for the military commission to operate in the traditional manner of all previous military
commissions (hundreds were tried by military commissions in World War II, some were
even U.S. citizens) and consider, for example, hearsay evidence and information gathered
without a search warrant. The MCA holds that "[e]vidence shall be admissible if the
military judge determines that the evidence would have probative value to a reasonable
person" and "[e]vidence shall not be excluded from trial by military commission on the
grounds that the evidence was not seized pursuant to a search warrant or other
authorization." While the MCA correctly excludes all statements obtained by use of
torture, the MCA also tackles the hard question of statements taken from an illegal enemy
combatant where a "degree of coercion is disputed." Such statements may be admissible
under strict guidelines depending on when they were obtain ed. Statements obtained
before the enactment of Detainee Treatment Act "in which the degree of coercion is
disputed may be admitted only if the military judge finds that (1) the totality of the
circumstances renders the statement reliable and possessing sufficient probative value;
and (2) the interests of justice would best be served by admission of the statement into
evidence." Statements obtained after enactment of Detainee Treatment Act in which the
degree of coercion is disputed may be admitted only if the military judge finds that in
addition to (1) and (2) above, "(3) the inteiTogation methods used to obtain the statement
do not amount to cruel, inhuman, or degrading treatment."
Ironically, some view the common sense evidentiary provisions in the MCA as a
violation of Common Article 3's requirement that the accused be afforded all the
necessary "guarantees ... recognized as indispensable by civilized peoples." Such
ethnocentric views are quickly dispelled when one considers the day-to-day activity of
most modem European criminal courts where hearsay is regularly consi dered and far
different legal avenues regarding the introduction of evidence are regularly employed.
Even the International Ctiminal Court allows hearsay. In fact, earlier calls by some
(uniformed judge advocates who should have known better) that a military commission
should include the same due process standards that American soldiers enjoy at a military
courts martial under the Uniformed Code of Military Justice were wisely disregarded by
Congress. Obviously, these "relaxed" provisions in the MCA are necessary due to the
exigencies of war- witnesses and victims may be dead, investigators are not able to get

to the crime scene, etc. The MCA does provide the following rights for the accused who
is charged:

a copy of the charges in English and a language he understands;
a presumption of innocence for the accused;
guilt must be proven by the government beyond a reasonable doubt;
access to evidence that the prosecution plans to present at trial;
access to evidence known to the prosecution tending to exculpate the accused;
right to remain silent;
right to testify subject to cross-examination;
right to obtain witnesses and documents for defense;
right to present evidence and cross-examine witnesses;
the appointment of interpreters to assist defense;
right to be present at every stage of trial (except when proceedings are closed by the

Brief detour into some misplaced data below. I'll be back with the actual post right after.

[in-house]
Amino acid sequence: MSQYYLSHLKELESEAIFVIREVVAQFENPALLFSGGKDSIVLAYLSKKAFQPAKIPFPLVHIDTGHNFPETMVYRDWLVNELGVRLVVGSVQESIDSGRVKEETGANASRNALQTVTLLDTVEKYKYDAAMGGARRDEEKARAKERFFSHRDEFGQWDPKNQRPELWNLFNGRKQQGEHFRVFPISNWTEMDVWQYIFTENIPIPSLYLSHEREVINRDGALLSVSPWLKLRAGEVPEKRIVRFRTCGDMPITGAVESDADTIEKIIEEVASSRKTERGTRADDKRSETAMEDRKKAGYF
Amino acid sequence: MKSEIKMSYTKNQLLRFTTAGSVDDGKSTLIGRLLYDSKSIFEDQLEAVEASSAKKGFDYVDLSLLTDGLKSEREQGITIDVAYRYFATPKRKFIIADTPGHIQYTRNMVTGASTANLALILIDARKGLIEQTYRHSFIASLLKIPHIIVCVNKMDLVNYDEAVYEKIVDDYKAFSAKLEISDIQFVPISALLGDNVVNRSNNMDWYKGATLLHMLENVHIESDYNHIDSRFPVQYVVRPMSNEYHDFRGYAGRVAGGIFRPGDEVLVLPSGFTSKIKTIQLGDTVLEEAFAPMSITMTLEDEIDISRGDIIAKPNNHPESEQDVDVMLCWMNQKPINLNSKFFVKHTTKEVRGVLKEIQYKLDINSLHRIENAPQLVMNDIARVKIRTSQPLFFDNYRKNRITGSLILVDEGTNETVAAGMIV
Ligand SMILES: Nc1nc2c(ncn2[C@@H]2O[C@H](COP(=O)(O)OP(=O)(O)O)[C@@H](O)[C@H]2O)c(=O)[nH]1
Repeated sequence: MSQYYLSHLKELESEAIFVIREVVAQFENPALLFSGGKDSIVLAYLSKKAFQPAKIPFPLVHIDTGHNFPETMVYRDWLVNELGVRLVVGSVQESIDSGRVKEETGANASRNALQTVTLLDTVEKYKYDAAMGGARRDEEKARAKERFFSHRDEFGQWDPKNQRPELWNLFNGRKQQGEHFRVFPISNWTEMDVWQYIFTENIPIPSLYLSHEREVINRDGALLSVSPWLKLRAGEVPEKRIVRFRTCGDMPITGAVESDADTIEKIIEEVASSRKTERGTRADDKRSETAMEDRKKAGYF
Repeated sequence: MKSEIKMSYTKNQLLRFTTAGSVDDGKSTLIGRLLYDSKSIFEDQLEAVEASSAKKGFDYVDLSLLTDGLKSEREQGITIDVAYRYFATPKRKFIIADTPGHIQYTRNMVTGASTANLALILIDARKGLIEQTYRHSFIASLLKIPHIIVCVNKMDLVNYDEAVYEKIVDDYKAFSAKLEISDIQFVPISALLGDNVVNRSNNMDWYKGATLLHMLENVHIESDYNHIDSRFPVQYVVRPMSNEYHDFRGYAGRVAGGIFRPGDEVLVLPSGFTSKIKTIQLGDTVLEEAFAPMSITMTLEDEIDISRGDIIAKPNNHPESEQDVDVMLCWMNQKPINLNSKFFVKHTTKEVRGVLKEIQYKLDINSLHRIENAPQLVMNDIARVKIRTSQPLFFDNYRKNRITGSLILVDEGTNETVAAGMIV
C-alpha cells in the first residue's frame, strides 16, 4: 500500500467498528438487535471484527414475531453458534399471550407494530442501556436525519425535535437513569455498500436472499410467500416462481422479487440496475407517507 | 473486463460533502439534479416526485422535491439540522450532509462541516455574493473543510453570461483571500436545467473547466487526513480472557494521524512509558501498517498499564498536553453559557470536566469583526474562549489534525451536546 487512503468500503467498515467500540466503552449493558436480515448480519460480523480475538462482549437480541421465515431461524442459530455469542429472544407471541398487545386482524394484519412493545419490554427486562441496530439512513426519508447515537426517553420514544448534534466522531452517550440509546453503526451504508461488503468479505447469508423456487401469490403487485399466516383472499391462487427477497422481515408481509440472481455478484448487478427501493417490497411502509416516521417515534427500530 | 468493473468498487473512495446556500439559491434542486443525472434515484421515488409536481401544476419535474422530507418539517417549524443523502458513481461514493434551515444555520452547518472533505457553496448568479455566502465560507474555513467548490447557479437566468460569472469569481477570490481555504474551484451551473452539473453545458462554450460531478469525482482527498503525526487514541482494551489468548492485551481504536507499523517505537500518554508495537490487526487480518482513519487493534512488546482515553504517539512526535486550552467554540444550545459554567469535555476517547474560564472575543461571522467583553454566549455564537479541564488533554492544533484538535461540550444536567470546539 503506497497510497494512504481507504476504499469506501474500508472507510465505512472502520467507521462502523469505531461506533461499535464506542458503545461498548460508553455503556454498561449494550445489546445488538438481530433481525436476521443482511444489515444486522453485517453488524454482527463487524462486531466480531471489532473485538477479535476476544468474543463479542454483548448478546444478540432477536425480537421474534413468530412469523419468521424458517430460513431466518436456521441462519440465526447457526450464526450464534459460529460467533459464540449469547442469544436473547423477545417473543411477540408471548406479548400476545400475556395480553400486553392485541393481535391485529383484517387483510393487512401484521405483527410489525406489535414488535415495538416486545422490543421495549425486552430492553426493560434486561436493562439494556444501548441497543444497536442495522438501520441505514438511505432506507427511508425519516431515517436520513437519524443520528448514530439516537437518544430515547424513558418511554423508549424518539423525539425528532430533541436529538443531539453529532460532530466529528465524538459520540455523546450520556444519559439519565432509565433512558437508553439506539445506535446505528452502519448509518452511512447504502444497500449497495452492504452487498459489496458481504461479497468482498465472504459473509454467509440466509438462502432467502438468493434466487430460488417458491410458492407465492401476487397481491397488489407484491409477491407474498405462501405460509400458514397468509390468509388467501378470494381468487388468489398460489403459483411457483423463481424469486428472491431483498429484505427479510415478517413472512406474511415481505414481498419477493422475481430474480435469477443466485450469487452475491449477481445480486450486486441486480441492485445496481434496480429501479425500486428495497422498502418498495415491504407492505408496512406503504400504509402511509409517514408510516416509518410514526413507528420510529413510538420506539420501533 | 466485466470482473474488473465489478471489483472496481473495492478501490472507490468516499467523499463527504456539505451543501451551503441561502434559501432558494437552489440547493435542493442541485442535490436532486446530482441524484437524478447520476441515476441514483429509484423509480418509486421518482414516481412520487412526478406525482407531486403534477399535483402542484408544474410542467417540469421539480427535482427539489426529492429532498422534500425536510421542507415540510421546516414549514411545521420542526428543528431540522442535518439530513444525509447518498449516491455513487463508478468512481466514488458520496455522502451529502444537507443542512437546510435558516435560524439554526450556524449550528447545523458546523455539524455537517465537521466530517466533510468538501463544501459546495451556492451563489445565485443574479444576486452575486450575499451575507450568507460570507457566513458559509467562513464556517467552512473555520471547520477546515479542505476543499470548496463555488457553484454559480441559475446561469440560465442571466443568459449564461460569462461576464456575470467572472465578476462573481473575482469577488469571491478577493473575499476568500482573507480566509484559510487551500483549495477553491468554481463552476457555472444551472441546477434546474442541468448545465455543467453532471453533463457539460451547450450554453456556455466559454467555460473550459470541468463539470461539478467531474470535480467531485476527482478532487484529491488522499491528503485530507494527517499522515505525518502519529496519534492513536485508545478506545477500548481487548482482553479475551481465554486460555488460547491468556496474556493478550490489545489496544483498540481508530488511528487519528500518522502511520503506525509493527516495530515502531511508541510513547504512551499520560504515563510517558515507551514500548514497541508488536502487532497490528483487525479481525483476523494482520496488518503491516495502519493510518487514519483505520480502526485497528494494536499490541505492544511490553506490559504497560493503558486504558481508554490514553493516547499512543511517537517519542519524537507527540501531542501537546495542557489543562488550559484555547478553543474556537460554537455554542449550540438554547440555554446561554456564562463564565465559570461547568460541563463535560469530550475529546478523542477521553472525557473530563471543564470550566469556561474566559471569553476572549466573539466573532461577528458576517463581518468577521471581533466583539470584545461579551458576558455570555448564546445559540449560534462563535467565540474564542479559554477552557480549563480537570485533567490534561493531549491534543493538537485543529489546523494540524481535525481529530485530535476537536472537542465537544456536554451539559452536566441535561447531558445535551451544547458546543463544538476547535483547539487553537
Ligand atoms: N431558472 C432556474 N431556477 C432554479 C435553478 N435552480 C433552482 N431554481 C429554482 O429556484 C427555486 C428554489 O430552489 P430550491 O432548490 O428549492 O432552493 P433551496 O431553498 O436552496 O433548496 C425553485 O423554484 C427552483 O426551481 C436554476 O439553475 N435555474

Presiding Qffjcer) unless disrup6ve;
access to sentencing evidence;
cannot be tried again by military commission once verdict is final;
right to submit a plea agreement;
two-thirds of the military officers on the panel must agree on findings of guilt;
unanimous decision for death sentence;
right to a free military attorney or to hire a civilian attorney;
trial would be open to public (exceptions recognized for physical safety of

As various legal challenges to pottions of the MCA make their way through the lower
courts, e.g., the MCA revokes all U.S. court's jurisdiction to hear habeas corpus petitions
by alien enemy combatants in U.S. custody, it is highly doubtful that the Supreme Court
will strike down very much of the MCA as unconstitutional. Indeed, in time of war the
Court has traditionally been most reluctant to intervene in matters of national security,
particularly when the executive and legislative branches have joined together in such a
seamless fashion.
Prior to the MCA, Congress had seemed content to sit on the sidelines in the War on
Terror. While rational people understand that the unique threat of al-Qa'eda-styled
terrorism can only be addressed by employing the laws established for armed conflict, it
is equally true that said laws of war need to be updated to encompass the new paradigm.
For over five years, Congress has simply watched as the execu6ve branch, with
occasional mandates from the judicial branch, crafted and implemented an emerging rule
of law. It was extremely suppottive of the rule of law and vital to the issue of legitimacy
that the legislative branch of the government finally joined the process.

III. Preemptive Prosecution
A constant dilemma for the government in prosecuting Islamic militants is the need to
protect national security concerns associated with intelligence gathering while providing
the defendant with the full range of rights accorded by the Constitution. By Jaw and
custom federal prosecutors are authorized the discretion to decline cases brought to them
by investigative agencies.

Providing material support to terrorists
18 U.S.C.A. §2339A (West 2000 & Supp. 2004)
a) Offense-Whoever provides material support or resources or conceals or disguises the
nature, location, source, or ownership of material support or resources, knowing or